Two Latvias: Between the West and Russia

After parliamentary elections, Latvia’s political parties will need to make tough choices in order to form a coalition.

Although the Russian and Latvian presidents met in 2010, tension remain between the countries [EPA]

Before and shortly after the snap general election in Latvia held on September 17, international headlines characterised the election as a vote against oligarchy and as a victory for a pro-Russia party.

Indeed, these two characterisations reveal the most important issues of last Saturday’s election. However, a few days after the vote, it’s not yet clear what changes will take place in the politics of this small North European country, an EU member-state bordering Russia with a large minority of Russian speakers. Ethnic Latvians constitute 70 per cent of the country’s citizens, but just about 60 per cent of all residents.

For the first time in the history of Latvia, the party receiving the most votes was a party that draws most of its support and members from non-ethnic Latvians, Harmony Centre. This is a historic and symbolic event; however, Harmony Centre’s winning 31 of 100 parliament seats does not represent a convincing victory.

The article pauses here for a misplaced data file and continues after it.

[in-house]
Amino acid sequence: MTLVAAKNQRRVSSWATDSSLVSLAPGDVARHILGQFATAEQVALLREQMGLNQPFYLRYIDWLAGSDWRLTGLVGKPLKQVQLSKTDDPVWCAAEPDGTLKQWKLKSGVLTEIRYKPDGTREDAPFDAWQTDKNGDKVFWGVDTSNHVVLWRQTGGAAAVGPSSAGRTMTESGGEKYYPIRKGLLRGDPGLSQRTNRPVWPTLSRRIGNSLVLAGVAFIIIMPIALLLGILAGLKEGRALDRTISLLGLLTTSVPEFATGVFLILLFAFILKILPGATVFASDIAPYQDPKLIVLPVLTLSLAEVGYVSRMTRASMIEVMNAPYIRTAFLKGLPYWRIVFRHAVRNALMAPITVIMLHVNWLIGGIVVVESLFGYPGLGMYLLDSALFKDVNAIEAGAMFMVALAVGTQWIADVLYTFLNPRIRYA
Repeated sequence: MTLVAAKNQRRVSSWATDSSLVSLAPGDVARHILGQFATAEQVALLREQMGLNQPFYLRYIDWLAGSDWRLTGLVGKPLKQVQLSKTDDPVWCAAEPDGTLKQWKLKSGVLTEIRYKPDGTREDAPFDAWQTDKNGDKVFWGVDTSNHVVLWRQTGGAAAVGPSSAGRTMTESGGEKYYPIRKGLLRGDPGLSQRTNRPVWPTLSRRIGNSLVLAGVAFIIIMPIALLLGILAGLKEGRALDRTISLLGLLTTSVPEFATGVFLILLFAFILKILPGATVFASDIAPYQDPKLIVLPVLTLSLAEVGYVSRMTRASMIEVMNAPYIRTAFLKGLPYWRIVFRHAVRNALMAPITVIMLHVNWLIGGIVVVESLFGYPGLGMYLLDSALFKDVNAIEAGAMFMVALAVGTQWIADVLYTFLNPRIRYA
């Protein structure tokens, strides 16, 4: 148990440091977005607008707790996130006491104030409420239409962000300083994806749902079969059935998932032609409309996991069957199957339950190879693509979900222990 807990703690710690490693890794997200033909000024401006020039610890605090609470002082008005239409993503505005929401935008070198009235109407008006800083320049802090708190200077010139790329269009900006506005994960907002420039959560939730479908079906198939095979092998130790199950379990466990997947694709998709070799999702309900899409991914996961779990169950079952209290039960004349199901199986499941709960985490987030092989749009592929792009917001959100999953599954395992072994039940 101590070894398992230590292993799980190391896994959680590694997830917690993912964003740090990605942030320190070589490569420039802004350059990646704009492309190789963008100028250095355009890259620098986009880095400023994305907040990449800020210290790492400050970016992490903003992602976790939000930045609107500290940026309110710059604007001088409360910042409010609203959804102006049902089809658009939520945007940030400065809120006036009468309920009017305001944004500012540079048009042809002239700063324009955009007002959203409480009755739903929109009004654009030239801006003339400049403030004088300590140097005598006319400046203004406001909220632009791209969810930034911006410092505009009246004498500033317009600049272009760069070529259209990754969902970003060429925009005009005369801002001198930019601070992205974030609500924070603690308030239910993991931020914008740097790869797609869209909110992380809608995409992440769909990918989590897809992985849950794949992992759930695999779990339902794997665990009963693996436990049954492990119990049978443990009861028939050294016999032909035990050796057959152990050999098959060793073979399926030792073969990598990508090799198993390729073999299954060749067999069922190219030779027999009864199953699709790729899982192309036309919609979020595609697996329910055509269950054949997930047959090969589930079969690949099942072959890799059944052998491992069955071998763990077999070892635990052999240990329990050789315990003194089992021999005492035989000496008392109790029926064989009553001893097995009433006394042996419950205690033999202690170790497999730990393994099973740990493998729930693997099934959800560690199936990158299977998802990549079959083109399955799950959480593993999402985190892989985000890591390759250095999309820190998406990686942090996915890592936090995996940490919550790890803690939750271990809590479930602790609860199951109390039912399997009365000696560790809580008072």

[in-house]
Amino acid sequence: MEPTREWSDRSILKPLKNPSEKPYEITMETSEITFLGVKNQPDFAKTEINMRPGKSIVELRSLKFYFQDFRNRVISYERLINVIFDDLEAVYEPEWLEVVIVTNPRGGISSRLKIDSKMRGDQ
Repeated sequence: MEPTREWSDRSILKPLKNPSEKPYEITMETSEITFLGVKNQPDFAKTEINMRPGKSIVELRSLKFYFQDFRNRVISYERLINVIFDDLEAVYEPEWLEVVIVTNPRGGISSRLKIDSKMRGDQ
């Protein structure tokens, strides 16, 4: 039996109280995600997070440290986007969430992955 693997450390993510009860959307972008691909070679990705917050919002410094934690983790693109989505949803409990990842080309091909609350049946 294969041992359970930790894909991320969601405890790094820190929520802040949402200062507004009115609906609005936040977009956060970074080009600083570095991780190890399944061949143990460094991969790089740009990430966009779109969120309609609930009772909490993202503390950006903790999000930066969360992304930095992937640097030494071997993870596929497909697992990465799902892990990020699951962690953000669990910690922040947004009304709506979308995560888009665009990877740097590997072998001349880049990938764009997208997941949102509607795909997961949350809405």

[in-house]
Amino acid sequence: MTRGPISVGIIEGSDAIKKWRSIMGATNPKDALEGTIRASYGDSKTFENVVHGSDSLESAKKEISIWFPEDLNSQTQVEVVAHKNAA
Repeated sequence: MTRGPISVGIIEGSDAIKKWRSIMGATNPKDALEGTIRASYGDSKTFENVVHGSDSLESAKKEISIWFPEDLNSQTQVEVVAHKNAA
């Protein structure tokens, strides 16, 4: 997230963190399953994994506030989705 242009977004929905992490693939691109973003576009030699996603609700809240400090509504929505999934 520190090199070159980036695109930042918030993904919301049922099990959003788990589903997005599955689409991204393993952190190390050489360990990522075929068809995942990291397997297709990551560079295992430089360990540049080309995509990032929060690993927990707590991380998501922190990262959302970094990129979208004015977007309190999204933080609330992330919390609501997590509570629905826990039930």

Harmony Centre won because the four other parties winning seats in parliament – parties traditionally favoured by Latvian-speaking citizens – split the remaining vote in approximately equal shares. Just a year ago, a general election was won by the Unity bloc led by Prime Minister Valdis Dombrovskis, winning 33 seats in parliament, while Harmony Centre came in second with 29 seats.

A breakdown of the results by electoral district also doesn’t allow us to call this a landslide victory for Harmony Centre. Out of five regions, Harmony Centre won only in those two that have a lower share of Latvian-speaking inhabitants: Latgale, Latvia’s easternmost region that borders Russia, where Harmony Centre won 52 per cent of votes; and the capital city Riga, where Harmony Centre won 41 per cent. Riga has been governed for the past two years by Harmony Centre’s Nils Ušakovs.